English 192
Science Fiction
Spring 2002
Professor William Warner

Course Overview



Study Materials

Course Policies



Contexts for reading 2001

  • Kubrick/ Clark collaboration
  • Cold War: this text is written within the political and cultural horizon of the cold war
  • the development of computerization as the triumph of instrumental rationality
  • Asimov optimism versus s/f dystopias (e.g. The Stepford Wives)
  • Clark and Kubrick are ambivalent about technology

The unifying theme of 2001: A Space Odyssey: tracing the history of the relationship between humans and their tools

Kubrick on the centrality of tools: "It's simply an observable fact that all of man's technology grew out of his discovery of the tool/weapon. There's no doubt that there is a deep emotional relationship between man and his machine-weapons, which are his children. The machine is beginning to assert itself in a very profound way, even attracting affection and obsession."(Kubrick in interview)

  1. Setting 1: Dawn of Man: monolith as teacher; tool for survival
  2. Setting 2: Excavation on Moon: monolith as proof of extra-terrestrial intelligence; cool ships as tools
  3. Setting 3: Journey of Discovery: monolith as rationale for secrecy; Discovery and HAL as the ultimate tools?
  4. Setting 4: Ride through the Stargate: the monolith gives Dave the "ultimate trip"

Novem of 2001: what if humanity develops out of men-apes not because of spontaneous evolutionary development, but because a more advanced form of intelligent life placed a monolith on our planet, from which we learned to use technology…. monolith not a symbol but an agent.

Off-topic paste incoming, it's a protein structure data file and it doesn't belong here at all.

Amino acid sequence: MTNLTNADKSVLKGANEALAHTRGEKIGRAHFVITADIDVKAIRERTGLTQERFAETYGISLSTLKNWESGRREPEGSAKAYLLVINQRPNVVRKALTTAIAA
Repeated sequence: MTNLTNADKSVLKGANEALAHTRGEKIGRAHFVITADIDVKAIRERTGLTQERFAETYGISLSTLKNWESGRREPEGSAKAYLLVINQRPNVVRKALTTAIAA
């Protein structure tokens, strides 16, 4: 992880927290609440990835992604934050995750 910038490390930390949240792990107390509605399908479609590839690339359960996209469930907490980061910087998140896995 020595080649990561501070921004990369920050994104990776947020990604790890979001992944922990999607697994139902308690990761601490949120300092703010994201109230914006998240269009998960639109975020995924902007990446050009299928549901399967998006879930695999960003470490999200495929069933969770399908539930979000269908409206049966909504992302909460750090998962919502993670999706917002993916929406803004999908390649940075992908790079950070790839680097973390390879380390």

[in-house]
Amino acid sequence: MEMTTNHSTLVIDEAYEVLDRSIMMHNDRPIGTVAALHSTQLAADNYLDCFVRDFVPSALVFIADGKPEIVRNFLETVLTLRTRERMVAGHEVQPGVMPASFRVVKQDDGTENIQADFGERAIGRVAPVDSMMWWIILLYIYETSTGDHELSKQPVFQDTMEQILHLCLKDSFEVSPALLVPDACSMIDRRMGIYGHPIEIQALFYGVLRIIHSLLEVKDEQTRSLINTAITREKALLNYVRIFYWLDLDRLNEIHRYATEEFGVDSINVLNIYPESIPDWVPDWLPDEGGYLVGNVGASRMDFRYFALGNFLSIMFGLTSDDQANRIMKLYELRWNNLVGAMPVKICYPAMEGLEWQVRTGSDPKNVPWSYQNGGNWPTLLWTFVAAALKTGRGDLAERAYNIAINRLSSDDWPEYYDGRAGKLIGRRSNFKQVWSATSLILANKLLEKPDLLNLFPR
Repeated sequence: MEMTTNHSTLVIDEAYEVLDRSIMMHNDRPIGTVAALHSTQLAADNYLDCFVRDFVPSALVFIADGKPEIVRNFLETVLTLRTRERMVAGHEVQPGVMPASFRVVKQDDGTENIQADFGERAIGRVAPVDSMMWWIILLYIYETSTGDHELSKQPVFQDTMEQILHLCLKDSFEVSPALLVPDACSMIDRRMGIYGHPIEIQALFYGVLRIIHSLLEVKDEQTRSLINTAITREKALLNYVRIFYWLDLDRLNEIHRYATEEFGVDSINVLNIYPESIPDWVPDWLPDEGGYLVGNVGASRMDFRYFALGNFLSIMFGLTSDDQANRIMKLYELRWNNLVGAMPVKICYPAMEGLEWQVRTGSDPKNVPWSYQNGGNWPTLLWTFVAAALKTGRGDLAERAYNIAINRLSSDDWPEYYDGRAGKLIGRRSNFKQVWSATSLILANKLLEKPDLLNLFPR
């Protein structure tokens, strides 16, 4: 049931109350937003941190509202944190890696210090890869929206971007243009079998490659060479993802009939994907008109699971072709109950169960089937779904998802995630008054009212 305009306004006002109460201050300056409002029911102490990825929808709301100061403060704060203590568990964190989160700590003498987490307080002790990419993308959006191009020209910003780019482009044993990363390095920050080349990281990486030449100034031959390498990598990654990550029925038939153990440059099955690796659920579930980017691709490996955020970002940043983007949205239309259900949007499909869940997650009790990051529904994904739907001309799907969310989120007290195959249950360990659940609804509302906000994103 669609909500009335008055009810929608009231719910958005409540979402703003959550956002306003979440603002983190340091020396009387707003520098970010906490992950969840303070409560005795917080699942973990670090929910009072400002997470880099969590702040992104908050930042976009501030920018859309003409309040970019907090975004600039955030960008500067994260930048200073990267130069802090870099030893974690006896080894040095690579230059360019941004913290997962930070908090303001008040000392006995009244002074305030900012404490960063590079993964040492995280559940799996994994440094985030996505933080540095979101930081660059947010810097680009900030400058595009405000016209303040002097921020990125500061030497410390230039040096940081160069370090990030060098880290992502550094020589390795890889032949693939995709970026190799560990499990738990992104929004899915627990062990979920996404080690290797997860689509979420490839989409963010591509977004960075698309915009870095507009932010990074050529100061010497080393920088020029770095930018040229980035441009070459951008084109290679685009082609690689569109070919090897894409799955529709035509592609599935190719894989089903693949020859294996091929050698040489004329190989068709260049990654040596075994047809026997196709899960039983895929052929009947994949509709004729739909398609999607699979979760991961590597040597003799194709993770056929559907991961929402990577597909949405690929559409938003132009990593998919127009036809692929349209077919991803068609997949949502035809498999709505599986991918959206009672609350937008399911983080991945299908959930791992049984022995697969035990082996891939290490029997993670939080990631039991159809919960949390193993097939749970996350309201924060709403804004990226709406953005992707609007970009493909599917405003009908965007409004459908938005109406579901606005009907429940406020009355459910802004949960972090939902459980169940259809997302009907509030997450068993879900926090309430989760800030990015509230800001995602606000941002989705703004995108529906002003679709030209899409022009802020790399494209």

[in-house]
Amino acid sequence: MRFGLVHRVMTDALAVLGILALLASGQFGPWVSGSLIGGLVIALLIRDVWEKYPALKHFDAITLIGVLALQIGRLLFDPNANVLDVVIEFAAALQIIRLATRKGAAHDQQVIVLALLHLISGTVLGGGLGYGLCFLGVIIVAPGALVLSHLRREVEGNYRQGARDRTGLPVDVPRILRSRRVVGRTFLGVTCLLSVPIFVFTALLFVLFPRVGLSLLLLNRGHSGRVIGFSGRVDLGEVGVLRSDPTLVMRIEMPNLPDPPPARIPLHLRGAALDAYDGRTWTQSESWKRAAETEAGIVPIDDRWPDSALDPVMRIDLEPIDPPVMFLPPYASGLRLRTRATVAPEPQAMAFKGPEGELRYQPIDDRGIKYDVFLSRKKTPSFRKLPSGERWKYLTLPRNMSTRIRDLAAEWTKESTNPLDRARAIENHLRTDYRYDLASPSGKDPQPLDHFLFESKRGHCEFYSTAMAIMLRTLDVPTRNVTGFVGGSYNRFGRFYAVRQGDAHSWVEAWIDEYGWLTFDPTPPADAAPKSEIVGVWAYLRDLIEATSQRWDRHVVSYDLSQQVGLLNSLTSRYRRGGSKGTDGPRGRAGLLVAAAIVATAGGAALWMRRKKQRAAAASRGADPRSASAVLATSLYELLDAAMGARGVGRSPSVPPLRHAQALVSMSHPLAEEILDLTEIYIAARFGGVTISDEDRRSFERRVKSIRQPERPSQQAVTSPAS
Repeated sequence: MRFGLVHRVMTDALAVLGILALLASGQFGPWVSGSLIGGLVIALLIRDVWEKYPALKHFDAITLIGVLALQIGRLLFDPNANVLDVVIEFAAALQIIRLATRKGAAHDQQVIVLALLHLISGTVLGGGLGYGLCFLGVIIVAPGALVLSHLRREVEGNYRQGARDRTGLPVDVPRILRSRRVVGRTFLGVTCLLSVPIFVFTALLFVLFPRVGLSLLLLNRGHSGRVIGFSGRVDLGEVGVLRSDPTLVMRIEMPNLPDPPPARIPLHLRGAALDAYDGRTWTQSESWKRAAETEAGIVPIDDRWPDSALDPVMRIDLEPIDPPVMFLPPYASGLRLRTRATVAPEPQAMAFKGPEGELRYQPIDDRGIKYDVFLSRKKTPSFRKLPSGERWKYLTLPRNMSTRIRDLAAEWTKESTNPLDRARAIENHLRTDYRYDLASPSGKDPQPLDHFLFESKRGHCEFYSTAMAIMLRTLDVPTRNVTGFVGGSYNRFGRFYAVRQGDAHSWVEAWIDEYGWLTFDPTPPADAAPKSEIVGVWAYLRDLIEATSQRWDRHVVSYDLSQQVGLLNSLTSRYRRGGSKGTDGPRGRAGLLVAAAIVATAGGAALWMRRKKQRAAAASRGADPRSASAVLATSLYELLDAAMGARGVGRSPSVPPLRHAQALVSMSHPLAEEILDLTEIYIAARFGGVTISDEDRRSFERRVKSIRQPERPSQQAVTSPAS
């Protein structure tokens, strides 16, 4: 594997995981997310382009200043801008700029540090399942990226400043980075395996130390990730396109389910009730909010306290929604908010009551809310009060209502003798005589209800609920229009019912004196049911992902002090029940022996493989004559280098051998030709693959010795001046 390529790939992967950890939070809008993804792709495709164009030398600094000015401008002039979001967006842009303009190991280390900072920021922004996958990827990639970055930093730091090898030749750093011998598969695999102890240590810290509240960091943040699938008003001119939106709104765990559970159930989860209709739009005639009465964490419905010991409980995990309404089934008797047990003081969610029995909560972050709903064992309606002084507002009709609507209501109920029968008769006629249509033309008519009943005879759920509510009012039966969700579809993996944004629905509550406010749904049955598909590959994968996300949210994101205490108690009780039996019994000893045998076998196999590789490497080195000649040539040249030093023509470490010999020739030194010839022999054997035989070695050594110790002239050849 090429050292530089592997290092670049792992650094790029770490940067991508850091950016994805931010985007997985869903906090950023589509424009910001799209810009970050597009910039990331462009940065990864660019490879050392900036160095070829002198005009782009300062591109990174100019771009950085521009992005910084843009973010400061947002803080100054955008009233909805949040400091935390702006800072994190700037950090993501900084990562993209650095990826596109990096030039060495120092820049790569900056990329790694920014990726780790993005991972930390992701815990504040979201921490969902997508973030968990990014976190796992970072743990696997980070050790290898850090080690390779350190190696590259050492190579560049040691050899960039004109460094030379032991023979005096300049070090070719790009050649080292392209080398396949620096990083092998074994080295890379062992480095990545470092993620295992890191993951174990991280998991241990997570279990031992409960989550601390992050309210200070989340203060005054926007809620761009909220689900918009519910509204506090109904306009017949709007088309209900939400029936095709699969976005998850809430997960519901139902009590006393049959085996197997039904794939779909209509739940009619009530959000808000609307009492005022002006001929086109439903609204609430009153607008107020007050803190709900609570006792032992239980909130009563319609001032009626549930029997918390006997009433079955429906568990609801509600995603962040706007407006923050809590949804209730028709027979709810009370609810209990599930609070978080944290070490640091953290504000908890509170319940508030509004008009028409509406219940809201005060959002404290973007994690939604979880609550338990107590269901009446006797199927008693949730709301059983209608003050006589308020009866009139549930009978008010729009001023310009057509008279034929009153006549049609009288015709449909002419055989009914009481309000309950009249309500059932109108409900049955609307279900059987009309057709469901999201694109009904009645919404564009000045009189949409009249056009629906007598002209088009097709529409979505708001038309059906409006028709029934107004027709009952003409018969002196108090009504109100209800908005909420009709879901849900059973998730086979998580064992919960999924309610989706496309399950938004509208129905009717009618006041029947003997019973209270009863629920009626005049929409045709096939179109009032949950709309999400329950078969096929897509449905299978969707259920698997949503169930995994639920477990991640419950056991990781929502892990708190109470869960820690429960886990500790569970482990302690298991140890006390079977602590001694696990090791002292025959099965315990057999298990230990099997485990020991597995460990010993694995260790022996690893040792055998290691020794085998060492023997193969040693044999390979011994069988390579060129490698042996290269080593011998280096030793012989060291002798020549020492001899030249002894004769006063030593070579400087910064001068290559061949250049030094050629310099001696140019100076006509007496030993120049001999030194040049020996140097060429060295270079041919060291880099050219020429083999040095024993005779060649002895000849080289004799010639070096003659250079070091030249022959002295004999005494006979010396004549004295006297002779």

Clark and Kubrick aspire to a more advanced form of science fiction

  • increase the quantity of 'hard' sciencein s/f:
  • give the fiction in s/f a higher purpose as speculation

Kubrick's new visual language for science fiction film

No: stars; heroes to identify with; creepy aliens; high-tech explanations; conventional sound-track and dialogue

Instead: a scenic film with a visual poetry that invites reflection
Kubrick remark upon the film's visuality:
"I don't like to talk about 2001 much because this essentially a nonverbal experience. It attempts to communicate more to the subconscious and to the feelings than it does to the intellect. I think clearly that there's a basic problem with people who are not paying attention with their eyes. They're listening. And they don't get much from listening to this film. Those who won't believe their eyes won't be able to appreciate this film.".

  • 70 mm Cinerama
  • Director's technique
  • Modernist set design
  • Sound track: silence and classical music
  • Slows down tempo
  • Special effects: s/f and realist film codes
  • 2001 is a film about technology that is also very technological

Effect of this visual language: a lyrical direct address to the film spectator so as to invite reflection

The most famous cut in the history of film


The Human and the Computer in the Controlled Environment of the Jupiter Mission

  • with computer improvements, humans are placed in a dilemma
  • HAL as human: the "6th member of the crew"
  • humans as robotic
  • Crisis: why should HAL accept human authority over him?
  • HAL disconnected: going from human back to nothing

What relation machine intelligence and extra-terrestrial intelligence?

  • computer development: escape from the human body as the necessary support for the mind and intelligence
  • space exploration: move beyond the earth as the necessary support system for human life
Next time: through the Stargate

This page was composed by Professor William Warner. Last changed 4/2/02. This course is part of the Transcriptions Project of the Department of English at UC /Santa Barbara.